Up your intake of oily fish, vegetables – particularly leafy greens such as kale and spinach – nuts and seeds, wholegrains (brown rice, rye, or wholemeal bread), and try to avoid too many sugary, salty, or processed foods. Don’t completely restrict your diet, however; it’s important to allow yourself the occasional treat.

And remember to eat mindfully – so no ‘sandwiches al desko’. Meals are a serious affair, even if it is just last night’s leftovers in Tupperware. Enjoying a proper lunch break away from your desk will leave you feeling happier, more productive and benefitting from better concentration as a result.

Finance & sustainability

Lagom can extend to finances in terms of not living beyond your means or getting into financial difficulties, but also, not denying yourself necessary indulgences. It can be interpreted as being frugal whilst simultaneously being prudent, but also translates as money being well spent.

One way of achieving Lagom in relation to finance and sustainable living would be to look for second-hand or pre-loved items. Reuse, recycle and upcycle furniture, soft furnishings, or clothing where possible and choose items with longevity so you don’t need to replace them often. Choose natural materials rather than man-made or plastics, as these tend to last longer.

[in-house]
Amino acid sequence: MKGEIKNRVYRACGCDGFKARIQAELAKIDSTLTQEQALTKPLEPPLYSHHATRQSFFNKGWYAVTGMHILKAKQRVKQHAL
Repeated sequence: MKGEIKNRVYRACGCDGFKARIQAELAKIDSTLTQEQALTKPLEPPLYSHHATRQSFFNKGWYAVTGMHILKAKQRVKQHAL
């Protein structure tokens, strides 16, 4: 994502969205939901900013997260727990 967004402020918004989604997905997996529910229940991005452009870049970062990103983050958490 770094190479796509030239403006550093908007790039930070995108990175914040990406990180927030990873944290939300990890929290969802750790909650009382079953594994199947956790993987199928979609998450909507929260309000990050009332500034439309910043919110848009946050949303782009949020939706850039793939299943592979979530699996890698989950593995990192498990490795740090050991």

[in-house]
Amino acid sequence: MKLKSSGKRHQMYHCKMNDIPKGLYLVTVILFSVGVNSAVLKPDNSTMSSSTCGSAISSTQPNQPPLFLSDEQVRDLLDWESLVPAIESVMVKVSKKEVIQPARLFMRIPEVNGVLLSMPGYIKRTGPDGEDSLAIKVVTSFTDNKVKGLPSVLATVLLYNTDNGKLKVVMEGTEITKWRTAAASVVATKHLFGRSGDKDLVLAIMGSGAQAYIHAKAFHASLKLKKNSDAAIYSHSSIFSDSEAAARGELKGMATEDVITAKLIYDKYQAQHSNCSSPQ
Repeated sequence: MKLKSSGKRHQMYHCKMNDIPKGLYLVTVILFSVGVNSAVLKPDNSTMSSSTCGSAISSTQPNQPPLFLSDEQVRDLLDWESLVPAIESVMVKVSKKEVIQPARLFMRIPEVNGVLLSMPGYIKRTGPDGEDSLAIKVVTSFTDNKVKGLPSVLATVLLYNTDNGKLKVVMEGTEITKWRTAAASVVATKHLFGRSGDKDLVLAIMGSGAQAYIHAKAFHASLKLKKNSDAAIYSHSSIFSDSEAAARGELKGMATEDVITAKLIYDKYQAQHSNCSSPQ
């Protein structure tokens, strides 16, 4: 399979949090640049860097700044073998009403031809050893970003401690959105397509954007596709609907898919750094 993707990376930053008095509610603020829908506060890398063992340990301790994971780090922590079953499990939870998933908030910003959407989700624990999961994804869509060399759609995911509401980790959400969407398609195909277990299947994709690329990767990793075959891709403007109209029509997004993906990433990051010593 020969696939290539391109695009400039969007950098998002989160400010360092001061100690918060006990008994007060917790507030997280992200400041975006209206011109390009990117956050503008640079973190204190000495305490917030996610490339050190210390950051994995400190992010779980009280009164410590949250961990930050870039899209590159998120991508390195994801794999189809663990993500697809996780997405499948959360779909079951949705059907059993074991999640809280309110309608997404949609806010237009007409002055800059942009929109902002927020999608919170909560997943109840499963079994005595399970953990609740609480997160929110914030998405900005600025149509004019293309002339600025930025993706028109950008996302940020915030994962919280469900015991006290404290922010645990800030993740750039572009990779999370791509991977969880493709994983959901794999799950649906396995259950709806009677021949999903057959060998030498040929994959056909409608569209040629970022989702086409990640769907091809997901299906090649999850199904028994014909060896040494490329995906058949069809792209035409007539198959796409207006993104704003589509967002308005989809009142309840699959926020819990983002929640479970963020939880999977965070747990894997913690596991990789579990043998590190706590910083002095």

Managing your spending is key. Try to put a set amount into your savings each month, focus spending on items you really want or need, and avoid impulse buying and online shopping unless you have a specific occasion in mind or need to buy out of necessity. Switching your mindset to be more lagom with money is about making sure you have some put aside for a rainy day and being considerate and mindful when it is necessary to spend.

Go with the flow

A key component of lagom is accepting that we can’t control everything, but what we can do is manage our response and reaction. If there’s an issue at work, for example, it’s far better to take a quick walk to think everything through and then speak to a colleague, than remain at your laptop allowing anxiety or anger to overwhelm you.

Above all, lagom is a mindset; an acceptance that what you have and where you are in life is ‘enough.’ It’s an incredibly liberating lesson and undoubtedly one of the reasons Swedes feel happier. By building a life based enjoying the little things, the everyday moments, and focusing on emotional wellbeing, we reduce stress and can feel joy from the truly important things in life.

For more information on Contura, please visit http://www.contura.eu

-Ends-

Notes to editors:

  • (1) https://worldhappiness.report/
  • Rooster PR will coordinate comment, interview and profile opportunities for Contura UK Country Manager, Phil Wood.